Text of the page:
Local economic development – specifically our Main Street: In the last 18 months, I was honored to be a part of Manville’s Main Street Redevelopment committee. Manville was lucky enough to secure the added bonus of Local Planning Services, an office of New Jersey’s Department of Community Affairs, who came to not only educate the committee but work with us hand in hand to develop a robust redevelopment plan for our Rustic Mall site and our Main Street corridor. I learned a lot in my time on that committee, and with my background as an educator, I am ready to put into action both education for our consumer base, our local business owners, and our municipal leaders so that they can make the right decisions that will effectively stimulate business along our Main Street. I would love to spearhead a “Better Business, Better Buyers” campaign for Somerset County, specifically targeting the smaller businesses along the Main Streets not only in Manville, but other municipalities, helping those business owners to learn and use best business practices that they may not even know about. But it doesn’t stop there: I believe we need to educate our buyers to how they can help their own communities by buying locally, and how their communities will thrive with even a 10% shift in spending dollars locally rather than online.

Public safety: I have been the President of Manville’s Board of Health for the past 5 years, and in that time I have learned a lot about Manville’s public health. In that time the Board of Health has consistently provided free rabies shots and free flu clinics every year, but we recently received the results from Somerset County’s Community Needs Assessment. This Assessment looked at the raw data from Manville and provided us with a picture of where we could be doing better, specifically in the areas of obesity, mental health, and access to care. I am extremely passionate about these issues and want nothing more than to see Manville become a leader in Somerset County in how it tackles these problems. I would love to work with the Recreation Department in spearheading a local nutrition and exercise classes, while using public events to connect those with lack of access to care to providers willing to help. Part of the access to care problem involves language barriers, so another project I would love to see get off the ground would be a language partnership program, a volunteer-based translation service for those needing medical care.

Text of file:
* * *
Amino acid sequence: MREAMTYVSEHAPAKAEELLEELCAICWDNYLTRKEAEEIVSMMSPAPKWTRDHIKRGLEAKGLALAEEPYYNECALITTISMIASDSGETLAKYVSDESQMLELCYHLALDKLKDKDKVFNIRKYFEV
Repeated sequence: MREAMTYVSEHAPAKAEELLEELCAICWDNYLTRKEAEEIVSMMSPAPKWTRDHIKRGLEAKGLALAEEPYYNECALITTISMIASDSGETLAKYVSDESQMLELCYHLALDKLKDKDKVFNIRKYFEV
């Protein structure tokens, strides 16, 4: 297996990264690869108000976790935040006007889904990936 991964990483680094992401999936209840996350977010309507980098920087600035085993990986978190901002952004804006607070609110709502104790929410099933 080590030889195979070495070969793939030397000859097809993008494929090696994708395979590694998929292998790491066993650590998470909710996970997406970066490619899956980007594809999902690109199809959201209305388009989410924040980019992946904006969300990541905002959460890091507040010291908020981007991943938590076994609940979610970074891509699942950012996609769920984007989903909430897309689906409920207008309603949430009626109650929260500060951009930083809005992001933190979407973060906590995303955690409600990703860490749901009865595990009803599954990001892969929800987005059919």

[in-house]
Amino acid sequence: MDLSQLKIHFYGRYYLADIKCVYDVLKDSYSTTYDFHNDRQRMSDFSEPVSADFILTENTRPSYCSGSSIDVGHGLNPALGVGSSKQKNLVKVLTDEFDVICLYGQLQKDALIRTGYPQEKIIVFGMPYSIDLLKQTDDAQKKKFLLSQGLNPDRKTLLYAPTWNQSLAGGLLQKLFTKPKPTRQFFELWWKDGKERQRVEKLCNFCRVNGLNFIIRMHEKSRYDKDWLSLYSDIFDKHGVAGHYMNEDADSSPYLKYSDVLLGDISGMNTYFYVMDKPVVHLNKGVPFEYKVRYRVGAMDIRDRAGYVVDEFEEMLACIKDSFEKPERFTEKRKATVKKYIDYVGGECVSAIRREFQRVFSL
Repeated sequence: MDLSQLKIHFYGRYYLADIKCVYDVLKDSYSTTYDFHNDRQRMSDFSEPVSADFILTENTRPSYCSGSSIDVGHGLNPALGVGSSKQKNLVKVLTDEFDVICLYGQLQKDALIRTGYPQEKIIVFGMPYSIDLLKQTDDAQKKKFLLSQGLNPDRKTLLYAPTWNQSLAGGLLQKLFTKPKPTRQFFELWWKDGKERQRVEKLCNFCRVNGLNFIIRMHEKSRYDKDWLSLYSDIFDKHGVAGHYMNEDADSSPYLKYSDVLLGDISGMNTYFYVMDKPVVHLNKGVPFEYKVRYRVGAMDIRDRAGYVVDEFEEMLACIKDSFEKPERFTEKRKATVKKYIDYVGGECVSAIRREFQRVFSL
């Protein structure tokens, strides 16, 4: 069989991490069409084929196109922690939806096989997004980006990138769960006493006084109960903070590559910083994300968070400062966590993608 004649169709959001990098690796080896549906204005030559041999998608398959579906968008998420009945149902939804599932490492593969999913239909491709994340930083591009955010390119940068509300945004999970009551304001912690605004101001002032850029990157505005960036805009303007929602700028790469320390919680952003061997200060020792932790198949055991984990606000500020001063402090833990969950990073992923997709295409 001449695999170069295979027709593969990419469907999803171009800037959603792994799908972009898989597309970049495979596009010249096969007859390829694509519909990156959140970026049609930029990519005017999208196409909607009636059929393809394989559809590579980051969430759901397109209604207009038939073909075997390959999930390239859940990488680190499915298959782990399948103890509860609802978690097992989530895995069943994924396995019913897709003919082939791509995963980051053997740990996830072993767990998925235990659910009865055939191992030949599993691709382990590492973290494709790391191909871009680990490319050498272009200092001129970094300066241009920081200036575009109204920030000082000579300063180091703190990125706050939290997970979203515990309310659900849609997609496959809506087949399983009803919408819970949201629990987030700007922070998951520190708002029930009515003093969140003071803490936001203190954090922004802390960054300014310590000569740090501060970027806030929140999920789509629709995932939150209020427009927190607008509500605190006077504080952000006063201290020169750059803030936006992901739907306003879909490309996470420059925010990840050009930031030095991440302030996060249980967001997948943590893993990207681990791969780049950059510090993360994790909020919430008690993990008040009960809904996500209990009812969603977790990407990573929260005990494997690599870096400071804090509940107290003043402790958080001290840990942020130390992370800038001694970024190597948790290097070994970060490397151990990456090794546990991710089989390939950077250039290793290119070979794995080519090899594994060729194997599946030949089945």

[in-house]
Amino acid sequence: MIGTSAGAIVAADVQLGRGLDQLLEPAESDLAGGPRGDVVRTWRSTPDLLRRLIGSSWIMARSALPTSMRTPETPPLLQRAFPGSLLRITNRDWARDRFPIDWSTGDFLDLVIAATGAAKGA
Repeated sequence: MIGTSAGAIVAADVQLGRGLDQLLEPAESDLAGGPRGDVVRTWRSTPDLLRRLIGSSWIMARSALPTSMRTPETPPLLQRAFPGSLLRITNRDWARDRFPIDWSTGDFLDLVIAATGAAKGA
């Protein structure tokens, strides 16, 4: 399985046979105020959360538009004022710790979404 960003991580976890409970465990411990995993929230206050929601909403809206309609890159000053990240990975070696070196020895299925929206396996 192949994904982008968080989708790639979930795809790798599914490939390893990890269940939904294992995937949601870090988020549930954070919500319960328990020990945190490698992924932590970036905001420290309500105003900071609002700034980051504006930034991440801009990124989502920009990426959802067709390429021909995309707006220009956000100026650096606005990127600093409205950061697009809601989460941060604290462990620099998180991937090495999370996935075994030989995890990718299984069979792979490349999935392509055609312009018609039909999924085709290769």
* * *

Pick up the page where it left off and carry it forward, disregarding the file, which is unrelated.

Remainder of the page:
Right now Manville’s biggest need, in terms of local ordinances, is a word called “codification.” Basically, Manville has yet to completely digitize its collection of ordinances since 1929, and this creates major legal obstacles in a variety of sectors. Two years ago, I actually worked with the Board of Health attorney to codify the entirety of the Board of Health’s code, and in the past year I have been working with the Joint Land Use attorney to codify the Zoning and Land Use chapters of our ordinances as well. This is a lengthy, arduous process, but well worth it for our posterity, and well worth it for our town’s legal defenses. Once that process is done, really the next step is going through the code with a fine tooth comb and eliminating ordinances that are simply out of date or ineffective. You can’t expect to be able to move forward without a firm foundation, and I aim to ensure Manville’s foundation is as solid as it can be.